Debates regarding the roles and responsibilities of health policy at the different levels of government can be traced to the founding of America . Taxation policy debates have endured over time as well. In the 19th century, E.R.A. Seligman, a tax economist, proclaimed the property tax as "one of the worst taxes known in the civilized world" [ p 4]. Such arguments against local taxes persist today . However, when local taxes are used they typically reflect the priorities of the local community.
Historically, examining the role and responsibility of local government for health policy has lagged behind that of federal and state government. Also, public health has not used property tax policies to the degree that these taxes are used by the nation's school systems or other public service enterprises. Generally, the public is also not widely familiar with the mission or value of the nation's public health system. Advancing local property tax policies could be a strategy for increasing the role of local government in population health improvements, while also garnering greater local support and engagement in public health. Such policies would have synergy with authority in ACA for investments in community-based public health programs as a means of improving population health .
The Mississippi Delta Region states share common characteristics in health and socioeconomic status. However, jurisdictions within these states do not all choose to fund public health services with a locally dedicated property tax. There may be some underlying factors that contribute to the utilization of this form of financing that was not examined in this research. Findings suggest that levying a dedicated tax was associated with better health outcomes. However, when considering locally dedicated taxation, policymakers should carefully examine the local tax base and potential impact of levying a tax on poor communities.
This study was funded with support to the University of Southern Mississippi from the Robert Wood Johnson Foundation.
The findings and conclusions in this paper are those of the author(s) and do not necessarily represent the official position of the Centers for Disease Control and Prevention.
- 3590, The Patient Protection and Affordable Care Act. Health Care Bill H.RGoogle Scholar
- The 2008 National Profile of Local Health Departments Fast Facts. 2009, National Association of County and City Health OfficialsGoogle Scholar
- Getzen TE: Health Economics: Fundamentals Flows of Funds. 2007, Danvers MA: WileyGoogle Scholar
- The 2008 National Profile of Local Health Departments. 2009, National Association of County and City Health OfficialsGoogle Scholar
- Table 1. State and Local Government Finances by Level of Government and by State: 2005-06. 2008, U.S. Census Bureau, Governments DivisionGoogle Scholar
- 2009, Local Property Tax Collection by Per Capita, Fiscal Year 2007. The Tax FoundationGoogle Scholar
- Carlson RH: A Brief History of Property Tax. Fair & Equitable. Fair & Equitable. 2005, February: 3-9.Google Scholar
- National Association of Counties: An Overview of County Government. [http://www.naco.org/Content/NavigationMenu/About_Counties/County%20Government/A%20_Brief_Overview_of_County_Government.htm]
- Fallon LF, Zgodzinski EJ: Essentials of Public Health Management. 2009, Sudbury, MA: Jones and BartlettGoogle Scholar
- Kenyon DA: The Property Tax - School Funding Formula Dilemma. 2007, Cambridge, MA: Lincoln Institute of Land PolicyGoogle Scholar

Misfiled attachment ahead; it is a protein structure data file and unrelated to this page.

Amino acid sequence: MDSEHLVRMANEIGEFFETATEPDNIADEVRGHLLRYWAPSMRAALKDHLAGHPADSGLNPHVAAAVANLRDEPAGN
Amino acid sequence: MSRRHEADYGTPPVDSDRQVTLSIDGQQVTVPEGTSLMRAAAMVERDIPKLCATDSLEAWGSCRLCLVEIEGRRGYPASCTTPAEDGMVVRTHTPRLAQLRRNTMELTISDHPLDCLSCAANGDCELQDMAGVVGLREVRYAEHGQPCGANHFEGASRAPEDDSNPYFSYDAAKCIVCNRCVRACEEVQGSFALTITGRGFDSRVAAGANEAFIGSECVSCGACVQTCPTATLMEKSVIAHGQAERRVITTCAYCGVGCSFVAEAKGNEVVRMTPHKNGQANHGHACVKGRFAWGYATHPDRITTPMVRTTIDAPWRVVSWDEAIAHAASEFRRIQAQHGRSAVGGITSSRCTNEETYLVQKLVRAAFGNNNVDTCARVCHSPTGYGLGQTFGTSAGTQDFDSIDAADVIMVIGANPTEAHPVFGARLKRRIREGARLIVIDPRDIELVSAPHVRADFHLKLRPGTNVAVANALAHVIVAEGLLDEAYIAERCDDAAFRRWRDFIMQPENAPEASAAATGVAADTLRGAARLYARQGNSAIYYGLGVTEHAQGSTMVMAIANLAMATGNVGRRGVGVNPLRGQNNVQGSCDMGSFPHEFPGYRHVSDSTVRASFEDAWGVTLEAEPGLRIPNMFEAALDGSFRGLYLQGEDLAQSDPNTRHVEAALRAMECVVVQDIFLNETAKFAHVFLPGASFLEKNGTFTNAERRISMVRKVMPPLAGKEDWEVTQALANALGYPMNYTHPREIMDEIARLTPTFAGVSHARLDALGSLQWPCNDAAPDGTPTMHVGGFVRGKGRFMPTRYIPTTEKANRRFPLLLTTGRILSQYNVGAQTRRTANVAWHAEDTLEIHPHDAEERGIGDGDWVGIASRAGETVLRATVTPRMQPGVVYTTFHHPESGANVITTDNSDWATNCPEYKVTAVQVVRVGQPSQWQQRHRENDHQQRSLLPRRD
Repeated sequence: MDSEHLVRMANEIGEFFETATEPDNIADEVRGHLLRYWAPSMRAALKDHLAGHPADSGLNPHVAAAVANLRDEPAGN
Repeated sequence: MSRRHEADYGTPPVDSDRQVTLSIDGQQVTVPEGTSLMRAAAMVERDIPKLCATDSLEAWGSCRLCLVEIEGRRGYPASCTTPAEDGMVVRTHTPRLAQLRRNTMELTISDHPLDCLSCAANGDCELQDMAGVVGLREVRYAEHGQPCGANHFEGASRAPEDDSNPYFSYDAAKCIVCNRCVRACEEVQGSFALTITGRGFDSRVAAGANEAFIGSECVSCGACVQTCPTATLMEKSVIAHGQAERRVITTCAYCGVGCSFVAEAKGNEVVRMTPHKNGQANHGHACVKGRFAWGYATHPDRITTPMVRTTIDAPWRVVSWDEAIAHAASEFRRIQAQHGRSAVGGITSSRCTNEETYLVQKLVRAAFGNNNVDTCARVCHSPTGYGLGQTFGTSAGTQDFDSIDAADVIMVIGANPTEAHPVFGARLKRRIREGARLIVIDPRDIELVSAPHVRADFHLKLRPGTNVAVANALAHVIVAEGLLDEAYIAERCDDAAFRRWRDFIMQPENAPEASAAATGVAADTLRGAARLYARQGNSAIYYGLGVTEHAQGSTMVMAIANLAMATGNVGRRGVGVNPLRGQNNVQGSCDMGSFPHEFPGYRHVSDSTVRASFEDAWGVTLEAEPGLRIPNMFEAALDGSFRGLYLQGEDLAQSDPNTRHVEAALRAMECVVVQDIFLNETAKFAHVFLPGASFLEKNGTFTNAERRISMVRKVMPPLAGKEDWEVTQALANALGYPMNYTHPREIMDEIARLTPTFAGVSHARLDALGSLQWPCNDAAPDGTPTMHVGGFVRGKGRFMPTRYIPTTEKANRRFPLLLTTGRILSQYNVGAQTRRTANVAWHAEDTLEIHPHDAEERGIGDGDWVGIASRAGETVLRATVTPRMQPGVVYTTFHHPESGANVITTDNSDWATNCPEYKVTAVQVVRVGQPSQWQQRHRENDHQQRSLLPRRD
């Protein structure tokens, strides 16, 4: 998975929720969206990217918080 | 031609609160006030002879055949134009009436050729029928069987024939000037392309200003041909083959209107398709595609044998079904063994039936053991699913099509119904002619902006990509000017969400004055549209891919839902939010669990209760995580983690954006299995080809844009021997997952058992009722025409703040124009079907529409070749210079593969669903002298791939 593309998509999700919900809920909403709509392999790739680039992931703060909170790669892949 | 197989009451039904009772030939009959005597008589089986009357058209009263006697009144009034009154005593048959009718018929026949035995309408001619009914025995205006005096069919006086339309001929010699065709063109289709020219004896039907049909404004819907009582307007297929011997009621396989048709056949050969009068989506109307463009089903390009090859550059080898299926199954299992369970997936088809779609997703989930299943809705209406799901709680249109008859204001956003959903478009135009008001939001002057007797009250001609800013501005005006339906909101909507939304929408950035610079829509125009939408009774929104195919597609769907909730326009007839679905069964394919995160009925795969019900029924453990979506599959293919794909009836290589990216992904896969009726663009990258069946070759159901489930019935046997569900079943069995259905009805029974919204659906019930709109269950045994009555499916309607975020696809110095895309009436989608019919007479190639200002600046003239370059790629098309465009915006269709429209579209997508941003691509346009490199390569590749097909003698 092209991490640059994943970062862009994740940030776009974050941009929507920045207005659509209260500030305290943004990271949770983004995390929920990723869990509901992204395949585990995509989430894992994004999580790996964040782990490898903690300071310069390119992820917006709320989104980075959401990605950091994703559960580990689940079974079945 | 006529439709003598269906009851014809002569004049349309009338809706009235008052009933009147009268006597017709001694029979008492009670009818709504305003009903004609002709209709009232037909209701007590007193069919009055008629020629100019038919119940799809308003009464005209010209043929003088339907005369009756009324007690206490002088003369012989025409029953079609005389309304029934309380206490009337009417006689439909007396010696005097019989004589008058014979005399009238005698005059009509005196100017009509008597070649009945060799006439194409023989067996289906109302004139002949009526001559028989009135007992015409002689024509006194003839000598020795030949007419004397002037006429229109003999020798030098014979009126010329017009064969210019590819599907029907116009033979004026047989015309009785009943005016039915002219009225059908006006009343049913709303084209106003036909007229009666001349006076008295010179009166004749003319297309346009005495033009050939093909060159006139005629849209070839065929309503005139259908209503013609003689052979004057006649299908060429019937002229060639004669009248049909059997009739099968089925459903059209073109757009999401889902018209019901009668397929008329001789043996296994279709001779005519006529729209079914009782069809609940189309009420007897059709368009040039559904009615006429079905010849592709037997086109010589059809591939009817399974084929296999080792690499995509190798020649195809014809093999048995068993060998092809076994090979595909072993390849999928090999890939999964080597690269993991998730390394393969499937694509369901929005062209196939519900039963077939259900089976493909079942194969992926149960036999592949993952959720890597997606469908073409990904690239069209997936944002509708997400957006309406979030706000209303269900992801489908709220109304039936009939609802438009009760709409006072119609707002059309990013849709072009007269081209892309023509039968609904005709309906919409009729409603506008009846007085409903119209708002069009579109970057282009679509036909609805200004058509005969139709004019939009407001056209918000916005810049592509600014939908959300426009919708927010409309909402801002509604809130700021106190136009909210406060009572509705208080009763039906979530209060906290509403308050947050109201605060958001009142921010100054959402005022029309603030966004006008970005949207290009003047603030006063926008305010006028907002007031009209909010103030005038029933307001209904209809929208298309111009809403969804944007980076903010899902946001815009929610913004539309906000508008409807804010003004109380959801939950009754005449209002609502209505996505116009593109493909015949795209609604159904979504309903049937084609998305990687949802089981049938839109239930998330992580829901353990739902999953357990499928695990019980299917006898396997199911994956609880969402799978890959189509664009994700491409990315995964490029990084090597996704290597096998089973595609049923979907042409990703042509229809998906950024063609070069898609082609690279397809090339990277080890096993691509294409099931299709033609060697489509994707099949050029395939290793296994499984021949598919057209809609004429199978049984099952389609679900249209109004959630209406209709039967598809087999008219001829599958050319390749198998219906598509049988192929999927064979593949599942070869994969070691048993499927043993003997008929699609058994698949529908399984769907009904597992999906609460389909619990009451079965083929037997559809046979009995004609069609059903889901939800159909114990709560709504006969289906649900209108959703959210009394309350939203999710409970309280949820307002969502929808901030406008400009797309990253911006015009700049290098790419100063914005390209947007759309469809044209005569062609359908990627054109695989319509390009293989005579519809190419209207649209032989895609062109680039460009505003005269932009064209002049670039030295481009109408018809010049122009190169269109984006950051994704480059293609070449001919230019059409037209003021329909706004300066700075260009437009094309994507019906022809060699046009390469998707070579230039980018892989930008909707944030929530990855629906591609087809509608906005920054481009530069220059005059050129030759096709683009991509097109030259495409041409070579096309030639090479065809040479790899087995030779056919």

- Payne M, Applebaum R, Molea M, Ross DE: Funding services from the bottom up: an overview of senior services levy programs in Ohio. The Gerontologist. 2007, 47: 555-558. 10.1093/geront/47.4.555.View ArticlePubMedGoogle Scholar
- Longest BB, JR : Health Policymaking in the United States. 2006, Washington DC: AUPHA PressGoogle Scholar
- Fisher GW: The Worst Tax: A History of the Property Tax in America. 1996, Lawrence, Kansas: University Press of KansasGoogle Scholar
- Studnicki J, Gibson LS, Berndt DJ, Fisher JW, Callandar M, Pracht E, Langland-Orban B: Special healthcare taxing districts: association with population status. Am J Prev Med. 2007, 32: 116-123. 10.1016/j.amepre.2006.11.001.View ArticlePubMedGoogle Scholar
- CDC Wonder. [http://wonder.cdc.gov]
- Buescher PA: Age-adjusted death rates. Statistical Primer No. 13. 2008, State Center for Health Statistics, North Carolina Department of Health and Human ServicesGoogle Scholar
- Marmot M: The influence of income on health: views of an epidemiologist. Does money really matter? Or is it a marker for something else?. Health Aff. 2002, 21: 31-46.View ArticleGoogle Scholar
- Peterson CL, Burton R: U.S. Health Care Spending: Comparison with other OECD countries. CRS Report for Congress. 2007Google Scholar
- Subramanian SV, Kawachi I: Wage poverty, earned income inequality, and health. Global inequalities at work. Edited by: Heymann J. 2003, New York, NY: Oxford University Press, 165-187.View ArticleGoogle Scholar
- Prostate Cancer UK Statistics, Variations worldwide. [http://info.cancerresearchuk.org/cancerstats/types/prostate/mortality/]
- Chamberlain A, Hodge SA: 2006 Annual Survey of US Attitudes on Tax and Wealth. Tax Foundation Report No. 141. 2006Google Scholar
- The pre-publication history for this paper can be accessed here:http://0-www.biomedcentral.com.brum.beds.ac.uk/1471-2458/11/471/prepub
This article is published under license to BioMed Central Ltd. This is an Open Access article distributed under the terms of the Creative Commons Attribution License (http://creativecommons.org/licenses/by/2.0), which permits unrestricted use, distribution, and reproduction in any medium, provided the original work is properly cited.